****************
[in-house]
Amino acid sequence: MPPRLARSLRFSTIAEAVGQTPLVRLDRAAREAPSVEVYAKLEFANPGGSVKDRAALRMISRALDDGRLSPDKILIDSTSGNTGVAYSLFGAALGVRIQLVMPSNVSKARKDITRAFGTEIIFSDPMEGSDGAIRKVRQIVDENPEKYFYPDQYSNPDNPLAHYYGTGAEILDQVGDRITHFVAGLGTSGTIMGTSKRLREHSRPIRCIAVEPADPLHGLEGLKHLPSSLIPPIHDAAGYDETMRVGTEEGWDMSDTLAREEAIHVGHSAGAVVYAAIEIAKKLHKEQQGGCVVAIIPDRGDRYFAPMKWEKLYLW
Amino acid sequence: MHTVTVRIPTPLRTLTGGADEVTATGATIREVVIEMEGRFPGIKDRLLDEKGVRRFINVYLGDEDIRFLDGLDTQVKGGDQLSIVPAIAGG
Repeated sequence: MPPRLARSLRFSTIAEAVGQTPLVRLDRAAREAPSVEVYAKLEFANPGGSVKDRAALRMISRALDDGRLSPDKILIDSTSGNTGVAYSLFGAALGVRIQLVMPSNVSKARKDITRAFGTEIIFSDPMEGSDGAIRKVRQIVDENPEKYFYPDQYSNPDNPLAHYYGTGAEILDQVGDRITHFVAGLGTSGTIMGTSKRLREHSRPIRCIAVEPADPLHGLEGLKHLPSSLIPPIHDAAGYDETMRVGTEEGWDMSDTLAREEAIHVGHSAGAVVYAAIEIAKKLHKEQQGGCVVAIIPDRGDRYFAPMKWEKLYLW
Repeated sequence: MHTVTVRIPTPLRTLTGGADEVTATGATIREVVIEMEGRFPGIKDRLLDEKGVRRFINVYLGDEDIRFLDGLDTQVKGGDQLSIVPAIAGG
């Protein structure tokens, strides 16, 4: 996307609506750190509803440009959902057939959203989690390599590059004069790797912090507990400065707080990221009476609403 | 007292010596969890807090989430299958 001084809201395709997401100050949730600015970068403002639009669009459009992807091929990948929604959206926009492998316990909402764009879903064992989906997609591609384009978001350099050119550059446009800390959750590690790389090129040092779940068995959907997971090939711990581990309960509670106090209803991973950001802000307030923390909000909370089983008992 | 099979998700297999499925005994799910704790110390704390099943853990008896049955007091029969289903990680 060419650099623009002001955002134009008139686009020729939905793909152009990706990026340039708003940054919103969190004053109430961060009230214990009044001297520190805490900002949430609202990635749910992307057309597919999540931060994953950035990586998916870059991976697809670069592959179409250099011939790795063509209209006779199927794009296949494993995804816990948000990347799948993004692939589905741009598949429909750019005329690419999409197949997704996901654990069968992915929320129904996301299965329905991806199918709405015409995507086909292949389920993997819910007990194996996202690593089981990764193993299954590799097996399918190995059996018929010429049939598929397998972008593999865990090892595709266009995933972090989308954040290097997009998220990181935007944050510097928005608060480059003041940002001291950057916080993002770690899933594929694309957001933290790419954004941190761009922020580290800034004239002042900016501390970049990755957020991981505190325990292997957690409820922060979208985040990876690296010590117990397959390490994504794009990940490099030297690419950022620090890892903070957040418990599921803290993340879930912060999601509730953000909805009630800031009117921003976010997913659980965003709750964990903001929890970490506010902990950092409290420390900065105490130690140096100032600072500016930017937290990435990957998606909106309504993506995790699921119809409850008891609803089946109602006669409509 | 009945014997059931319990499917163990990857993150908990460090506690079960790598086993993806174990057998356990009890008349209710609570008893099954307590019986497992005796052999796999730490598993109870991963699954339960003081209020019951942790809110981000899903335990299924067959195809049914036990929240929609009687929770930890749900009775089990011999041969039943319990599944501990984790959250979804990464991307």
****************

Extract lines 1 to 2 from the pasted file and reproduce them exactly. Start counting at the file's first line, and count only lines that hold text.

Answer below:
[in-house]
Amino acid sequence: MPPRLARSLRFSTIAEAVGQTPLVRLDRAAREAPSVEVYAKLEFANPGGSVKDRAALRMISRALDDGRLSPDKILIDSTSGNTGVAYSLFGAALGVRIQLVMPSNVSKARKDITRAFGTEIIFSDPMEGSDGAIRKVRQIVDENPEKYFYPDQYSNPDNPLAHYYGTGAEILDQVGDRITHFVAGLGTSGTIMGTSKRLREHSRPIRCIAVEPADPLHGLEGLKHLPSSLIPPIHDAAGYDETMRVGTEEGWDMSDTLAREEAIHVGHSAGAVVYAAIEIAKKLHKEQQGGCVVAIIPDRGDRYFAPMKWEKLYLW